SYSKEY, TNG freeze, 2.0.x->TNG merge and other thoughts

Luke Kenneth Casson Leighton lkcl at
Tue Feb 8 21:59:04 GMT 2000

On Tue, 8 Feb 2000, Nicolas Williams wrote:

> BTW, I knew that you'd respond as below. :)

 he he :)
> Wait a minute. The goal, ultimately, is to have ONE set of MSRPC daemons
> for ALL smbds on a host, not what you have now (ONE set of MSRPC daemons
> for EACH smbd on a host).

don't forget any client-side msrpc connections that smbd may make, too,
not just the pass-through-on-loop-back stuff!
> Once you get to your stated destination you'll not have to worry about
> how to start those MSRPC daemons: /etc/init.d/ scripts will take care of
> that.
> As for the way TNG does this now, with each smbd fork()/exec()ing the
> MSRPC daemons as necessary, smbd should become_root() before starting
> them.

uhh... yes,

> As for rpcclient it should ALWAYS do DCE/RPC calls via SMB, even when
> running on the host that would be servicing those calls. So forget about
> linking in server-side code into rpcclient. So that's a non-issue.

? why?  that's a silly restriction [always doing dce/rpc via smb].

 1) for test purposes and if i want, as root, to bypass SMB authentication
stages (which may not be up or working, say, if i have broken netlogond or
don't _have_ one!),

unix# bin/rpcclient -S . -U root%dummypassword -l log
[root at .$ ]

and i get an rpcclient prompt, and i can do the equivalent of an su like

unix# bin/rpcclient -S . -U someuser%nopassword -l log
[someuser at . $]

and issue rpc commands in the security context of someuser.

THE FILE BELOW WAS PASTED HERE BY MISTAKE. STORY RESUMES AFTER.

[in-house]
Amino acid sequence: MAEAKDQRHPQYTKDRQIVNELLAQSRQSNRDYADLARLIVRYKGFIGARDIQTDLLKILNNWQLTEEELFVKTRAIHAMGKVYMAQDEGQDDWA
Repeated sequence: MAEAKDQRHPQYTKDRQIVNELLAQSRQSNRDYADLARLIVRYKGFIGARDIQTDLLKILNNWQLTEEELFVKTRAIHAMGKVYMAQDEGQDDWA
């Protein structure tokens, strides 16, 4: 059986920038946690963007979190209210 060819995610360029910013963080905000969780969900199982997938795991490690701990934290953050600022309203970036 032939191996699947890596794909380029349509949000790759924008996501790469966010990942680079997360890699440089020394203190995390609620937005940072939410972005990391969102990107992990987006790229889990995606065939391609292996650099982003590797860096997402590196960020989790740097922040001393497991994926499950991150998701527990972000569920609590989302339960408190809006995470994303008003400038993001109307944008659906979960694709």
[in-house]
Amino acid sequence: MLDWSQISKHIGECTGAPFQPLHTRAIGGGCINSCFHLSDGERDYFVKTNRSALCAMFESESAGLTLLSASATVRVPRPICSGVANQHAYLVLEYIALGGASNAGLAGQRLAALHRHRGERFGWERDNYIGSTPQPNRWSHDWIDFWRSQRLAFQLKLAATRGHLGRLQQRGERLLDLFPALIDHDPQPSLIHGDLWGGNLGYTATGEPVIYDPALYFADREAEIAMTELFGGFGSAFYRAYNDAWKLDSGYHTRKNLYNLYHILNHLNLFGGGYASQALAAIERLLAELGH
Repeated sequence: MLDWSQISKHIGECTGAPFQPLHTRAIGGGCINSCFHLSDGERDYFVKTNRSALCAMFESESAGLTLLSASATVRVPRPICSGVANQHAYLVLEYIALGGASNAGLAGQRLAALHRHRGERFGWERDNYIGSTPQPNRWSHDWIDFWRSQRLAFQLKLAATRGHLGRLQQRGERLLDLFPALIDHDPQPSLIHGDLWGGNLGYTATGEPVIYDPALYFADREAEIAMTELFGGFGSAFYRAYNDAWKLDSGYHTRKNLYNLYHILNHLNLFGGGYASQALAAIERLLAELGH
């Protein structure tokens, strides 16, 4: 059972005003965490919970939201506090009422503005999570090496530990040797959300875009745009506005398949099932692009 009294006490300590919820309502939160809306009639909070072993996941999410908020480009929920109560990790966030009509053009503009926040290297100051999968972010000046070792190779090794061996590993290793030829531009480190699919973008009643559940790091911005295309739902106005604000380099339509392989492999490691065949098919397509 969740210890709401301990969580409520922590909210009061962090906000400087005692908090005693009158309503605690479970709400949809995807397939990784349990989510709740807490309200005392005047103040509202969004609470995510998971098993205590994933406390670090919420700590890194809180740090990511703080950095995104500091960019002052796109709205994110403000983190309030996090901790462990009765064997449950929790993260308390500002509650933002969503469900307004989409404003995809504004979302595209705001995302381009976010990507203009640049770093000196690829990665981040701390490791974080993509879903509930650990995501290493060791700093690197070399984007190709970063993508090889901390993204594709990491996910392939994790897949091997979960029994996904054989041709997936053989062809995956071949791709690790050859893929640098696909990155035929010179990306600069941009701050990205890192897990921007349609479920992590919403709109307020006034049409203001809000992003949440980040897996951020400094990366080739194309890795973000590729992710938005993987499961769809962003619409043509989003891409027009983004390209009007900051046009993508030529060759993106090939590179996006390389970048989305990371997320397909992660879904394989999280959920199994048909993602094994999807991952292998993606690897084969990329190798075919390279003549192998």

2) i may end up replacing the unix-socket-loopback code (as a compile-time
option) with this:

uint32 samr_open_domain(...)
	return dlsym(dlopen(""), "_samr_open_domain")(...)

this is a perfectly feasible and rational thing to do.  it also means i
can't assume that will always be run in a root security

> > > The SAM RPC daemon should always run as root.
> > 
> > andrew keeps telling me that _All_ the msrpc daemons should run as root,
> > because the only reason that smbd doesn't run as root is because of
> > file-create atomicity issues (in posix, you can't create a file as root
> > and then chown it to another user, atomically, which introduces race
> > conditions).
> He's right about why SMBD needs to do become_root()/unbecome_root().

[actually, become_user(), not become_root()]
> SMBD exports a filesystem and so can make use of POSIX features
> (uid/euig/gid/egid/getgroups()/setgroups()) to let the Unix kernel do as
> much of the work of authorization as possible.


> MSRPC daemons export a set of functions and whether or not each daemon
> can take advantage of POSIX semantics to implement any part of the MSRPC
> authorization semantics is an issue that is specific to the
> implementation of each MSRPC daemon. See below.

uhh... no it isn't [up to each msrpc daemon].  it's up to the
security-context-switching code.

if you have multiple smbd connections to one msrpc daemon, users are going